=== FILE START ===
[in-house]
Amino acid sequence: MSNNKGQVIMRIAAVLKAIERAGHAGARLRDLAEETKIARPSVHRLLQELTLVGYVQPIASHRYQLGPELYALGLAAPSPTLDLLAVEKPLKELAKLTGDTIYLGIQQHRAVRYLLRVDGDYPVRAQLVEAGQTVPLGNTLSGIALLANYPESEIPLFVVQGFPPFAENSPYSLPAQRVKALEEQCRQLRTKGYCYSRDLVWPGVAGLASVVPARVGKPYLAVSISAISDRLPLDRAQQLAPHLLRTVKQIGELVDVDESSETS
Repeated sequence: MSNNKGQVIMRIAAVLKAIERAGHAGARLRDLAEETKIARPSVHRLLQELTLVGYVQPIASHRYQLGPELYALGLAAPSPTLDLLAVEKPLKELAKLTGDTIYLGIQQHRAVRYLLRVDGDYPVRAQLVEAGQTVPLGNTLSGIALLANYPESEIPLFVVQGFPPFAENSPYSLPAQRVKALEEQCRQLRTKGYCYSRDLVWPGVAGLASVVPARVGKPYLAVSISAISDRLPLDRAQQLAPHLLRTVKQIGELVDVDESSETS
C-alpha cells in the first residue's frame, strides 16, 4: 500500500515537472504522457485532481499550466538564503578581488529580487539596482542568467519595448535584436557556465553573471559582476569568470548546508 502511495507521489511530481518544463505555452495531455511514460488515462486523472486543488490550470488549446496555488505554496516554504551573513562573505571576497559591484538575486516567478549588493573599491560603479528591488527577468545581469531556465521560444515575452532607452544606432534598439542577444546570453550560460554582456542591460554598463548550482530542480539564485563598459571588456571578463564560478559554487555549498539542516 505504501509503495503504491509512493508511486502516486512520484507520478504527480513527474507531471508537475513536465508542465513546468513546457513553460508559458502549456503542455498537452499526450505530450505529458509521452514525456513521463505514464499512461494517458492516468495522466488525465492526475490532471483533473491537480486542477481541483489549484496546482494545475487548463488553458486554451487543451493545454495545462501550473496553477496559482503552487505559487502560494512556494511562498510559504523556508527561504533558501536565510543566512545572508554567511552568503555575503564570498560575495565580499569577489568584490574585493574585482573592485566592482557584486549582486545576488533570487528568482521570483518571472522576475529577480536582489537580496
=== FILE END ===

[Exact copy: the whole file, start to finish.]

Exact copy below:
[in-house]
Amino acid sequence: MSNNKGQVIMRIAAVLKAIERAGHAGARLRDLAEETKIARPSVHRLLQELTLVGYVQPIASHRYQLGPELYALGLAAPSPTLDLLAVEKPLKELAKLTGDTIYLGIQQHRAVRYLLRVDGDYPVRAQLVEAGQTVPLGNTLSGIALLANYPESEIPLFVVQGFPPFAENSPYSLPAQRVKALEEQCRQLRTKGYCYSRDLVWPGVAGLASVVPARVGKPYLAVSISAISDRLPLDRAQQLAPHLLRTVKQIGELVDVDESSETS
Repeated sequence: MSNNKGQVIMRIAAVLKAIERAGHAGARLRDLAEETKIARPSVHRLLQELTLVGYVQPIASHRYQLGPELYALGLAAPSPTLDLLAVEKPLKELAKLTGDTIYLGIQQHRAVRYLLRVDGDYPVRAQLVEAGQTVPLGNTLSGIALLANYPESEIPLFVVQGFPPFAENSPYSLPAQRVKALEEQCRQLRTKGYCYSRDLVWPGVAGLASVVPARVGKPYLAVSISAISDRLPLDRAQQLAPHLLRTVKQIGELVDVDESSETS
C-alpha cells in the first residue's frame, strides 16, 4: 500500500515537472504522457485532481499550466538564503578581488529580487539596482542568467519595448535584436557556465553573471559582476569568470548546508 502511495507521489511530481518544463505555452495531455511514460488515462486523472486543488490550470488549446496555488505554496516554504551573513562573505571576497559591484538575486516567478549588493573599491560603479528591488527577468545581469531556465521560444515575452532607452544606432534598439542577444546570453550560460554582456542591460554598463548550482530542480539564485563598459571588456571578463564560478559554487555549498539542516 505504501509503495503504491509512493508511486502516486512520484507520478504527480513527474507531471508537475513536465508542465513546468513546457513553460508559458502549456503542455498537452499526450505530450505529458509521452514525456513521463505514464499512461494517458492516468495522466488525465492526475490532471483533473491537480486542477481541483489549484496546482494545475487548463488553458486554451487543451493545454495545462501550473496553477496559482503552487505559487502560494512556494511562498510559504523556508527561504533558501536565510543566512545572508554567511552568503555575503564570498560575495565580499569577489568584490574585493574585482573592485566592482557584486549582486545576488533570487528568482521570483518571472522576475529577480536582489537580496